ILC pays tribute to the late Gough Whitlam

5 November


The Indigenous Law Centre has paid tribute to former Prime Minister, Gough Whitlam AC QC whose public memorial service was held in Sydney today.

Indigenous Law Centre Director, Professor Megan Davis echoed Noel Pearson’s comments in saying that “we owe it all to him.”

“Gough Whitlam was instrumental in creating change for Aboriginal and Torres Strait Islander peoples,” she said.

“It was the Whitlam Government who sought to improve our mobs’ access to justice by allocating almost $8 million for the establishment of more Aboriginal Legal Services (ALS). During Mr Whitlam’s prime ministership the ALS grew from just one small office in Redfern in 1971, to having offices in every State and Territory by 1974. 

“He allocated funding to legal services with strong links to Indigenous communities; in fact it was that commitment which helped to establish the Indigenous Law Centre in 1981. 

“We are a legacy of his policies and approach to Indigenous affairs—without his passion for justice the Centre would not be here today.”

The Whitlam Government also passed legislation to abolish the discriminatory treatment of Indigenous people creating better representation, improved wages and working conditions, and putting an end to laws that restricted access to property rights. 

“The passing of the Racial Discrimination Act in 1975 is also testament to the commitment that Mr Whitlam made to improve the lives of Aboriginal people,” Prof Davis said. “It ensured that all Indigenous people had equal treatment before the law, and could not be discriminated against.

By creating a government policy of self-determination for Indigenous people, the Whitlam Government was able to improve the relationship between Aboriginal people and the Commonwealth. 

“For the first time the Government was seeking to empower Indigenous people by allowing more input into policy-making decisions and creating a path towards the legal recognition of Aboriginal land rights, which later became the Aboriginal Land Rights Act (Northern Territory),” Prof Davis added.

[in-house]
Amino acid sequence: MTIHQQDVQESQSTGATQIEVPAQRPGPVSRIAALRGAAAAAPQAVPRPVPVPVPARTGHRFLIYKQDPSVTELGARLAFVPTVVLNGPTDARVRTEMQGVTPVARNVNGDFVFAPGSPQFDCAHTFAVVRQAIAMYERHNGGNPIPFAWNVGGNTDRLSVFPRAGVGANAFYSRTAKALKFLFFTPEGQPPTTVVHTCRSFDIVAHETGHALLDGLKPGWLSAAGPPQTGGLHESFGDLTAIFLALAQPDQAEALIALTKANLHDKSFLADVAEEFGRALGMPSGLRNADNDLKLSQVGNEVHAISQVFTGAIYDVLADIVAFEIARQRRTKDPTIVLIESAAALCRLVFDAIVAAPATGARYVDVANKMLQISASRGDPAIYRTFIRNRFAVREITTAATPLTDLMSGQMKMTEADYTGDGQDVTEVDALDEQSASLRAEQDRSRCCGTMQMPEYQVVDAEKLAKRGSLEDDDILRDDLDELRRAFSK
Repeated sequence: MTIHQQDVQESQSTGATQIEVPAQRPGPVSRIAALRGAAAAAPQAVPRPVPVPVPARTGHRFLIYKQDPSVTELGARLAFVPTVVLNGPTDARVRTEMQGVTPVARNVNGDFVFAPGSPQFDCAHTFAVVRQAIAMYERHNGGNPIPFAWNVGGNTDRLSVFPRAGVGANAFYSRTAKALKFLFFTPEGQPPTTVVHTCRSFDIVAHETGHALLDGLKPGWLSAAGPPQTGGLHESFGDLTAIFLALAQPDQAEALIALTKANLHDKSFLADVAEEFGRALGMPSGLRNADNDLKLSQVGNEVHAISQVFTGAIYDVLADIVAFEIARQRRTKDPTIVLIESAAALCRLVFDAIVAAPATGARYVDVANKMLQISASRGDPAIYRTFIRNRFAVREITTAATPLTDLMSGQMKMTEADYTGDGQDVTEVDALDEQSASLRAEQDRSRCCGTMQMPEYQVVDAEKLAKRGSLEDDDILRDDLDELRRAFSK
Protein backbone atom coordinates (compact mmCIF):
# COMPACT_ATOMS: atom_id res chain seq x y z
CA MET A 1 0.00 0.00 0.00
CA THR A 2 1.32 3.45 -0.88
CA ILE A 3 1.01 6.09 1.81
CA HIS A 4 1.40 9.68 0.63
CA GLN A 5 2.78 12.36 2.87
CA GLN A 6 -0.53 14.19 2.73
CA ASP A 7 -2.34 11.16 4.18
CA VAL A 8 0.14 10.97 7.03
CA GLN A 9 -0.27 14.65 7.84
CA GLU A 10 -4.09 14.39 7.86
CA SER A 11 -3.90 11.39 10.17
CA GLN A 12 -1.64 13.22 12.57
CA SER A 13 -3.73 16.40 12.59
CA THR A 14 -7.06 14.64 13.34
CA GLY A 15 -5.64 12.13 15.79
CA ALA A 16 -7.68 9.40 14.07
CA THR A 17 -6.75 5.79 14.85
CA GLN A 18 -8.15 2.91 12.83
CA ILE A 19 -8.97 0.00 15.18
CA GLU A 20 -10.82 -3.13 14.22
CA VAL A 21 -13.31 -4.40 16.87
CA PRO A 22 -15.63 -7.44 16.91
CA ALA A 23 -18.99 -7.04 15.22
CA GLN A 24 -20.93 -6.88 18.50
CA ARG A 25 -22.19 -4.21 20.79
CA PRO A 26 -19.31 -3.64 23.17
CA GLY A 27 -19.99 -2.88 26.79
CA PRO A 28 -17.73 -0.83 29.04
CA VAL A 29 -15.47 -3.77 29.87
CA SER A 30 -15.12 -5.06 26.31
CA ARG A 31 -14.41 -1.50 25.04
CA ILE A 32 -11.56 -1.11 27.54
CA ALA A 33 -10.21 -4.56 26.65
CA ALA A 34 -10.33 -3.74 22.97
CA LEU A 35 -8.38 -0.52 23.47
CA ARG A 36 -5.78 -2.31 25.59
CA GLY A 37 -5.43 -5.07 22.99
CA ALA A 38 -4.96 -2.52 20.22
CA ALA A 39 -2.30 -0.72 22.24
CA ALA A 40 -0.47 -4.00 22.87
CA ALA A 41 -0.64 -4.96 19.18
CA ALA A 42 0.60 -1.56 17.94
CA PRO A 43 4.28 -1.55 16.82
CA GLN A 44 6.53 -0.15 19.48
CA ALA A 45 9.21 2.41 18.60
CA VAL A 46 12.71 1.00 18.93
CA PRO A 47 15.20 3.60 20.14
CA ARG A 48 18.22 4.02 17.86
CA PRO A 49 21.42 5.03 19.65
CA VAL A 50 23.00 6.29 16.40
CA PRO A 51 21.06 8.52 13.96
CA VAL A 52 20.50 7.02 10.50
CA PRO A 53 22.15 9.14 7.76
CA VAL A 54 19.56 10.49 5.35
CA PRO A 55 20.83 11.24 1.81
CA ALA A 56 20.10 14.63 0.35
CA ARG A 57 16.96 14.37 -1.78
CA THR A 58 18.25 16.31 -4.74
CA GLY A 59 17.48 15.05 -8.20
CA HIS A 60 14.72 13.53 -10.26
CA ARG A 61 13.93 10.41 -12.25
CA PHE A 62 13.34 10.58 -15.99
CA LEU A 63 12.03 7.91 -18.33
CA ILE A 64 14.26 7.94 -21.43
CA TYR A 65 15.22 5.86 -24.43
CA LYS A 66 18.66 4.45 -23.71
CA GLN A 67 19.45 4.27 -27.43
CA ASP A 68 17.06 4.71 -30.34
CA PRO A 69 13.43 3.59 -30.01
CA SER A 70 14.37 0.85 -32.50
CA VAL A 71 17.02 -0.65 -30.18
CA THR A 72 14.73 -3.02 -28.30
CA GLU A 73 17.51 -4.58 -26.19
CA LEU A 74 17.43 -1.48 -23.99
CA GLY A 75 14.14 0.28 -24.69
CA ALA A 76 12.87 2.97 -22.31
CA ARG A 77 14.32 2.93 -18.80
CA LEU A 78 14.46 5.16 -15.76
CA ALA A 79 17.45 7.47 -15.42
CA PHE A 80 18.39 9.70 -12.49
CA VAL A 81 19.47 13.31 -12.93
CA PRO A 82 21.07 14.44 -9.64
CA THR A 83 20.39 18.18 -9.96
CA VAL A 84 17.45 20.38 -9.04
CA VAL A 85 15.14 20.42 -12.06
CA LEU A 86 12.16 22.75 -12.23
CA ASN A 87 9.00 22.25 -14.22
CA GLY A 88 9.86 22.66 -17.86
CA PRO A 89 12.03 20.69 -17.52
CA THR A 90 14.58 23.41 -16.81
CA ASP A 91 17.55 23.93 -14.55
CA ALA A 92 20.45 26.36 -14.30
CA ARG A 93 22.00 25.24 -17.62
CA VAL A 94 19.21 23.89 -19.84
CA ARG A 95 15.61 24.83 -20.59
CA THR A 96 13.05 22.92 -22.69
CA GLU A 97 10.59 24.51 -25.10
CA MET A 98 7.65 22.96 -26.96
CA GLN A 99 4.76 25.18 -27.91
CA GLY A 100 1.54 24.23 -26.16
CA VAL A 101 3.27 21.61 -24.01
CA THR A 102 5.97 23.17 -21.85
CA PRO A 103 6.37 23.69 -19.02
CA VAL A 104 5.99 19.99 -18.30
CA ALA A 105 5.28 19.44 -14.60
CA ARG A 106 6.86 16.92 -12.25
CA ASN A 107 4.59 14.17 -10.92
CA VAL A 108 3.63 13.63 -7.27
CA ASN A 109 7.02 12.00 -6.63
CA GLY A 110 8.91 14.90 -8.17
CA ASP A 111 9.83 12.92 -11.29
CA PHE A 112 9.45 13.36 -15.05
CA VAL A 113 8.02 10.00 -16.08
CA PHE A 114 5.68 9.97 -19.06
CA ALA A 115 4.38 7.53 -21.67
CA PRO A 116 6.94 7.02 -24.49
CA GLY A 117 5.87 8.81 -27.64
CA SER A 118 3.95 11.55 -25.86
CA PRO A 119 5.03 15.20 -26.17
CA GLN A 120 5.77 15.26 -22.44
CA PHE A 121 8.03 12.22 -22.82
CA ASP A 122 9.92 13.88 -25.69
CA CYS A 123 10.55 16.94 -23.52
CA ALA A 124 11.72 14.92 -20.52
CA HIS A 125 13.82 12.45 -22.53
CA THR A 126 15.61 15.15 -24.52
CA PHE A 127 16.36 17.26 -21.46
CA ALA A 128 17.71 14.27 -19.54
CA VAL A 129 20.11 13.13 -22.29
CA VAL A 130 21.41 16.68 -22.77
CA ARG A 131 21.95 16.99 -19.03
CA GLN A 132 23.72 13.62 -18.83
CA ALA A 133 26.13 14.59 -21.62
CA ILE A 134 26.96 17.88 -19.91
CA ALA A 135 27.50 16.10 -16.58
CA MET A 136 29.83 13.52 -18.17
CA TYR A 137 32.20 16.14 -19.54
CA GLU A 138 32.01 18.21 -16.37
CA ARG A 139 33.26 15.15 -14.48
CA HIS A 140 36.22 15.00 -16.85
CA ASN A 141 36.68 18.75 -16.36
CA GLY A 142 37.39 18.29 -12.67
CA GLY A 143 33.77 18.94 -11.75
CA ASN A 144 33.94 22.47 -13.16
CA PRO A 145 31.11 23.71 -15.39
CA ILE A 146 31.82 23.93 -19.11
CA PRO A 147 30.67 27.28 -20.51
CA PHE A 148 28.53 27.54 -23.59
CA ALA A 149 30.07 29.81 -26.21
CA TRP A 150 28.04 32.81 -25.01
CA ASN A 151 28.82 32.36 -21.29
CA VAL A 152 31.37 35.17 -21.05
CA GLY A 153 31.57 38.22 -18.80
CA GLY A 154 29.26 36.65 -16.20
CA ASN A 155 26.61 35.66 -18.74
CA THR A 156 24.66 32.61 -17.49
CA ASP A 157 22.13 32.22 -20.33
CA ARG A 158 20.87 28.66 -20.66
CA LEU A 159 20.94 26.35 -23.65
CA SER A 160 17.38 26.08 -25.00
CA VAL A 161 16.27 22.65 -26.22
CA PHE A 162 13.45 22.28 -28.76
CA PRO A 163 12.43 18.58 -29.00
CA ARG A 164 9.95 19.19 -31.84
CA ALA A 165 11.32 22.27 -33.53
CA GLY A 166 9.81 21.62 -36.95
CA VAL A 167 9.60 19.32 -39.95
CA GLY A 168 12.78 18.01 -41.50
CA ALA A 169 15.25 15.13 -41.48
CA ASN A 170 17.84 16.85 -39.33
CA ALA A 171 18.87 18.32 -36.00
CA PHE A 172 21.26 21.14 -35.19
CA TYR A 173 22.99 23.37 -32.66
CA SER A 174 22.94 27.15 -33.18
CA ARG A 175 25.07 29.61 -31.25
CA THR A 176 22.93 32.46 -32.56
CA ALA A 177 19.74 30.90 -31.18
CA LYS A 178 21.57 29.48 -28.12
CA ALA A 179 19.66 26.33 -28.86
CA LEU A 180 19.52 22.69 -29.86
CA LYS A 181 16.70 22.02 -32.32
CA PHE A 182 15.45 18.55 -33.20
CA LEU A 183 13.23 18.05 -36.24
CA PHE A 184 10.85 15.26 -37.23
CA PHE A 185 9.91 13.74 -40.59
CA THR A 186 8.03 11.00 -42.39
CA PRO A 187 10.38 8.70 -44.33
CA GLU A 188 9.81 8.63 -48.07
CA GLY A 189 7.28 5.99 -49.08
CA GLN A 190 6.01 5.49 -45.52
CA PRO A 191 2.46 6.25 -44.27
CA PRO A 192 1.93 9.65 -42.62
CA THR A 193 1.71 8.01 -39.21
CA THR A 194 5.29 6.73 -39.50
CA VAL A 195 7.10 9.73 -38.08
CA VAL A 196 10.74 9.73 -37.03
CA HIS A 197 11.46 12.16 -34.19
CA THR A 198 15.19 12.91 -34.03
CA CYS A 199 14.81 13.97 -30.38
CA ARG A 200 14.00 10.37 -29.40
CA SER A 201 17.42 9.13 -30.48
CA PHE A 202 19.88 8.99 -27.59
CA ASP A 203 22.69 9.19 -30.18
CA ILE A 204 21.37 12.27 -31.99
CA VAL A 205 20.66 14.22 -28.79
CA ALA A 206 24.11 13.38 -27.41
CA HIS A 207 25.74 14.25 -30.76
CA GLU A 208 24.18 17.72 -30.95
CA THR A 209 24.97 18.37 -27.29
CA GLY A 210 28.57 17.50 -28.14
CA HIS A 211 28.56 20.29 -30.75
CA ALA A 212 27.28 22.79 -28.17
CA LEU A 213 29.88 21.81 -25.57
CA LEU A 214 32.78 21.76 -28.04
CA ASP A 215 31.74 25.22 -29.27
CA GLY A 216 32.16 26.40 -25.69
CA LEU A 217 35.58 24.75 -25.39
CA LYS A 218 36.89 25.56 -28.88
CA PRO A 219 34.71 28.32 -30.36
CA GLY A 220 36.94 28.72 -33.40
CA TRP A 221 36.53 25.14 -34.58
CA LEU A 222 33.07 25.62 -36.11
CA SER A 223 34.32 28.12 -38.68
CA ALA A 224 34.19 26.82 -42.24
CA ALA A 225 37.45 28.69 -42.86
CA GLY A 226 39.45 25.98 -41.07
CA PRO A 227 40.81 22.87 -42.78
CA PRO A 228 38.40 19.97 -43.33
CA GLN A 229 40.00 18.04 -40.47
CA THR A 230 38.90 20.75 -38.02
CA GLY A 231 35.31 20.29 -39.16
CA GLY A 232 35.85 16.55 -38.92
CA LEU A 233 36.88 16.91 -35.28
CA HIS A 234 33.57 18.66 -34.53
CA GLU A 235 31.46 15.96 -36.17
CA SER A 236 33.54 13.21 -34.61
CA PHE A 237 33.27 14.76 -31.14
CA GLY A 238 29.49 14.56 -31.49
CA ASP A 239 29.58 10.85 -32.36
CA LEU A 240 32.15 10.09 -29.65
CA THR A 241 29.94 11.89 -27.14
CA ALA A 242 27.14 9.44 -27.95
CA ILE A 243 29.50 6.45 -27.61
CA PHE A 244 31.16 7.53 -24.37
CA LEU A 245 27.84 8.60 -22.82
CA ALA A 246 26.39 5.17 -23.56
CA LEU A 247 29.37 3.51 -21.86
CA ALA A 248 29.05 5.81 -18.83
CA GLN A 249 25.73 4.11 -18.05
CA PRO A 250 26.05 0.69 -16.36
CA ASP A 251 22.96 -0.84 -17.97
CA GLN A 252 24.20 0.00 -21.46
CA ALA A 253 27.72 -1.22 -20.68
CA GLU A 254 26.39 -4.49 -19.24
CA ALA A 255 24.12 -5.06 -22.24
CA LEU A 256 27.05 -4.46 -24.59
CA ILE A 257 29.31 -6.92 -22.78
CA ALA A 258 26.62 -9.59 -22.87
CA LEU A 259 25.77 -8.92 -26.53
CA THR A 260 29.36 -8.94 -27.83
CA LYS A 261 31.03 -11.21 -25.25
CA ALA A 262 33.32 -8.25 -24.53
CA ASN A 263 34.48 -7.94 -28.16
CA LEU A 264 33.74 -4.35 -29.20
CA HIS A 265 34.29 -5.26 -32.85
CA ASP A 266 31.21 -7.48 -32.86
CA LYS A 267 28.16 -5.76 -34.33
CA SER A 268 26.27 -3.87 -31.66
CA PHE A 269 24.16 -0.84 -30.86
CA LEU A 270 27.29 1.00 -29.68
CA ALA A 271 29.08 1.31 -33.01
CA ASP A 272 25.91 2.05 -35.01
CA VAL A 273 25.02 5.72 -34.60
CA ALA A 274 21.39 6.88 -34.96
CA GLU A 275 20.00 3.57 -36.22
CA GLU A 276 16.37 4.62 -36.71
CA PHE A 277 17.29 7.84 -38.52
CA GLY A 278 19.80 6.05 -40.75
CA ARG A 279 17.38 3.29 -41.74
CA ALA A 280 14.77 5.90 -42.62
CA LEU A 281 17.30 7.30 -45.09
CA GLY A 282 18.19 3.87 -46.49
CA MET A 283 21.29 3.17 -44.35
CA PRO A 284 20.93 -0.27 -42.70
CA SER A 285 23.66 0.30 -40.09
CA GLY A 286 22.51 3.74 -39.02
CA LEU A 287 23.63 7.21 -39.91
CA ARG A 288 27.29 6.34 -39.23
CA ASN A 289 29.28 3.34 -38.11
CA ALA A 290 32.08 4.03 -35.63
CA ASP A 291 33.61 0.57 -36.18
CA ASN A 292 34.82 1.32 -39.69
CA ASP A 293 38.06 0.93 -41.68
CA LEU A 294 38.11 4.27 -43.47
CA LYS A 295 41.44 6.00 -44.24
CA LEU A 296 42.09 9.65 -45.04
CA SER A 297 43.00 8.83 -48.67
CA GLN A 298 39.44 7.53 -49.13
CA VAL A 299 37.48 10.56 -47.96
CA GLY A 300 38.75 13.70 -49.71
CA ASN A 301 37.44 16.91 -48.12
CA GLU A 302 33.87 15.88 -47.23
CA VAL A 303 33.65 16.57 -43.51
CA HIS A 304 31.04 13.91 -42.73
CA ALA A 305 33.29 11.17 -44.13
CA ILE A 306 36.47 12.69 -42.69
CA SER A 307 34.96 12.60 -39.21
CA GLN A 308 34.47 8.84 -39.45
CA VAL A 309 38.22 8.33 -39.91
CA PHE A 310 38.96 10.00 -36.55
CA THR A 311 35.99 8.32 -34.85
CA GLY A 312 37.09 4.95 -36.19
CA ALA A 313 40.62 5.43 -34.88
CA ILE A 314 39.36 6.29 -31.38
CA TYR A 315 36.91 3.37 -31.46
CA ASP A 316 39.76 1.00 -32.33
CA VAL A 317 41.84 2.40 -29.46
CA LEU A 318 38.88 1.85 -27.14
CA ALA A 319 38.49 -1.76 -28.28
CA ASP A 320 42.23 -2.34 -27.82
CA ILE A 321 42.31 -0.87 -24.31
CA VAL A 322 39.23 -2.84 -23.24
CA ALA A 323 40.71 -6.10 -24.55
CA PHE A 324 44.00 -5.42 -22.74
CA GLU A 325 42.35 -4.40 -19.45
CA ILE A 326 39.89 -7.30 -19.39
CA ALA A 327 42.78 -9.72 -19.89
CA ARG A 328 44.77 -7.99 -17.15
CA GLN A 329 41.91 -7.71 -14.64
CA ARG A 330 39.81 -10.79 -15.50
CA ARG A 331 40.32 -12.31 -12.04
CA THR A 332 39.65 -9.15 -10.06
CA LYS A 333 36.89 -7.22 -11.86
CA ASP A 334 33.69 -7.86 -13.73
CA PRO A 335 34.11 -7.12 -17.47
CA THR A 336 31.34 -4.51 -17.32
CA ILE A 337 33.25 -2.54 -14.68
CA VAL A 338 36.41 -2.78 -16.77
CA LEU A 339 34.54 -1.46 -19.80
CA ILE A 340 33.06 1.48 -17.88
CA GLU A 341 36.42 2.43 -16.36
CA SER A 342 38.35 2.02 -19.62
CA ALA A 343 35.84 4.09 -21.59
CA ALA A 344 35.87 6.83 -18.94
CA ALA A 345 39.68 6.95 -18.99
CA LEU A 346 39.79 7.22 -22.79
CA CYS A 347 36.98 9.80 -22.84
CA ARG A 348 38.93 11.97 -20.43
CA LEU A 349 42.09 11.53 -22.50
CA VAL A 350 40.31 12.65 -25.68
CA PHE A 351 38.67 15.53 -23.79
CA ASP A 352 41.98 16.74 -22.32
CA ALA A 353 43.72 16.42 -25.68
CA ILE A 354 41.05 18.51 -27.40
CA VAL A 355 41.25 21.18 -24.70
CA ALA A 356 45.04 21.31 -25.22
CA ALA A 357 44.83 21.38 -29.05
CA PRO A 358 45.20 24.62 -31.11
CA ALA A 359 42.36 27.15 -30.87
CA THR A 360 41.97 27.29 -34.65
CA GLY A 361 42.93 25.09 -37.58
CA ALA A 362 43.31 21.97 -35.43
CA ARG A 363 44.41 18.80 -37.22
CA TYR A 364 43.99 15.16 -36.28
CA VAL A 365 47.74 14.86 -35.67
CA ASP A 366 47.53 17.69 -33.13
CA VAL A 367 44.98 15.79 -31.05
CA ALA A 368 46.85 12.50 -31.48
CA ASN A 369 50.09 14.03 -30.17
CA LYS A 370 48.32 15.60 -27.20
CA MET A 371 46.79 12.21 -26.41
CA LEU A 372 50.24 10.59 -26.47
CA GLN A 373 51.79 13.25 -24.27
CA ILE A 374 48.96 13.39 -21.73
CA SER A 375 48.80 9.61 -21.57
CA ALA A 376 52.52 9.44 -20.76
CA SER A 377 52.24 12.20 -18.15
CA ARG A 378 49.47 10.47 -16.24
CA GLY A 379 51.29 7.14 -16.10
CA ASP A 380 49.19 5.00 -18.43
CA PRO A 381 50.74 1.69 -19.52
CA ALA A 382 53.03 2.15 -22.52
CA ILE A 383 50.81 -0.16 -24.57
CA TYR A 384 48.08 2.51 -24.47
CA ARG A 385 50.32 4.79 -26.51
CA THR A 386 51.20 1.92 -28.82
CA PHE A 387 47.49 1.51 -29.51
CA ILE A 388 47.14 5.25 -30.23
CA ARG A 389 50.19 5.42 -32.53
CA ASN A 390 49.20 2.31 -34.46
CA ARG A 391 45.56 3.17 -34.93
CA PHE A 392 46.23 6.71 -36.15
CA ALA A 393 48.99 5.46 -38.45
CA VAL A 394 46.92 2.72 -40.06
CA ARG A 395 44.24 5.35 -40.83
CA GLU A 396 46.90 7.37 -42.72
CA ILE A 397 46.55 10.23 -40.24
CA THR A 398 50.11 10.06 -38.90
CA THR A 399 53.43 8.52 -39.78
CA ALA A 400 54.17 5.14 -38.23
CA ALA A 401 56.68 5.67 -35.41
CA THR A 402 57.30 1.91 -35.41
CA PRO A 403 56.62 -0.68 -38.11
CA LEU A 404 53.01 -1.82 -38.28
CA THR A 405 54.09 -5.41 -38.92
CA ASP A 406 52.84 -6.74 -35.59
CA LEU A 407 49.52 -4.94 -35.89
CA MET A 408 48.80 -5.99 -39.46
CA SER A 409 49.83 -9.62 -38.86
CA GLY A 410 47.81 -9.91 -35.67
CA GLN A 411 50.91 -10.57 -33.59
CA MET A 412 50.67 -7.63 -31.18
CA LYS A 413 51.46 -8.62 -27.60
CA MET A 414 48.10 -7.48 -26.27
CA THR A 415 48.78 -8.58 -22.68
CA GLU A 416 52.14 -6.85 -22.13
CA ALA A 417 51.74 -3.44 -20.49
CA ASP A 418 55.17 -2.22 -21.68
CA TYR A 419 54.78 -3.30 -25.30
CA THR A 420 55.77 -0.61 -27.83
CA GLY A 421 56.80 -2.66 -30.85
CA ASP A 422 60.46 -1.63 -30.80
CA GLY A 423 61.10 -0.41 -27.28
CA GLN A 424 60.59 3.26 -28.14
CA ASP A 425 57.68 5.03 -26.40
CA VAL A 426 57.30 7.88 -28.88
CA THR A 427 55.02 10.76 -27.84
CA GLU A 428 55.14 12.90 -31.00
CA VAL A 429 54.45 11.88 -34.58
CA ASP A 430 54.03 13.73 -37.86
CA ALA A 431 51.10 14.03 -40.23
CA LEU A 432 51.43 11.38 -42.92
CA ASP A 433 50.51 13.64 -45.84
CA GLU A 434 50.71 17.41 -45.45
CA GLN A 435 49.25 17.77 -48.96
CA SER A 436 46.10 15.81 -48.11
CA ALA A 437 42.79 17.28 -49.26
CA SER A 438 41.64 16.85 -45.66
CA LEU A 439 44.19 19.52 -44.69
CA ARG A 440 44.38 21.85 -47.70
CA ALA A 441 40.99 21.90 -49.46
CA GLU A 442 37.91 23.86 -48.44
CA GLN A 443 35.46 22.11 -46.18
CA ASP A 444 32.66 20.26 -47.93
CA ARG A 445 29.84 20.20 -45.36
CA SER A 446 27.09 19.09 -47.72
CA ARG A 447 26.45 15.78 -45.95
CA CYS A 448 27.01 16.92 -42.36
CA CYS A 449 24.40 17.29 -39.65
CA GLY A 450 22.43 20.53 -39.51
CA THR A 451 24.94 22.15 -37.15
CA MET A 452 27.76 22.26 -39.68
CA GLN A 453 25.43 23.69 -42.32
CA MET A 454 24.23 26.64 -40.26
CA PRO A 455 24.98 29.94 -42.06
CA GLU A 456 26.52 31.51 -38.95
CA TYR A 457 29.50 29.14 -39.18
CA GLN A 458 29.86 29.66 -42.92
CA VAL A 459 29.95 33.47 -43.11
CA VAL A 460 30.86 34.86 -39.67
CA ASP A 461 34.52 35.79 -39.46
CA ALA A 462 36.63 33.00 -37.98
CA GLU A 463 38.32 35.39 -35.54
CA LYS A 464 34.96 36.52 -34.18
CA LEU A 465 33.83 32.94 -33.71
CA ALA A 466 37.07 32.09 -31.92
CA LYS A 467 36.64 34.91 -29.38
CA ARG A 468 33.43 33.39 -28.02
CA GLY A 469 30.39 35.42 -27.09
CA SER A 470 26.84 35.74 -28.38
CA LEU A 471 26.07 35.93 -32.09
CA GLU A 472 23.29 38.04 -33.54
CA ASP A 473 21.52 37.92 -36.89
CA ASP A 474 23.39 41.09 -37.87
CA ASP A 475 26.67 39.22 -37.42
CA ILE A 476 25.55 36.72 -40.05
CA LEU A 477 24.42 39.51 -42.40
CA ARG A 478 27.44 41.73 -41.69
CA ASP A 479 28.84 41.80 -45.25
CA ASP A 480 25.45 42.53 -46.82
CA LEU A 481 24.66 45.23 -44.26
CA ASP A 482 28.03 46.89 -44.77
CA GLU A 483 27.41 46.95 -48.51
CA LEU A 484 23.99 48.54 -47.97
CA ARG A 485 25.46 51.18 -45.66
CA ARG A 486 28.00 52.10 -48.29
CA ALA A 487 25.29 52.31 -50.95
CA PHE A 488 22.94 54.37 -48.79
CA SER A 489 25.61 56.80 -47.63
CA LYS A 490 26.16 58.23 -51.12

“Most notably, Mr Whitlam returned land to the Gurindji people near Wave Hill Station in the NT, pouring dirt through the hands of Vincent Lingiari—an iconic gesture symbolising the end of their long struggle to claim back what was rightfully theirs. 

“All of these policies changed the lives of Indigenous people who had constantly been denied their rights for such a long time. He truly was a Prime Minister for Indigenous people.”

In healthcare, the Whitlam Government established the public healthcare system now known as Medicare. The creation of a new Department of Aboriginal Affairs, upgrading the area to a ministerial level, also saw investments in Aboriginal Medical Services which helped to improve the health and wellbeing of many Indigenous Australians. Many more Australians had better access to higher education with the abolishment of university tuition fees and extra funding was allocated for primary and secondary schools. 

“While we have lost a legend and great man,” Prof Davis said. “Mr Whitlam’s contribution to Australia and spirit for championing causes, that make a real difference to people, can never be diminished.”

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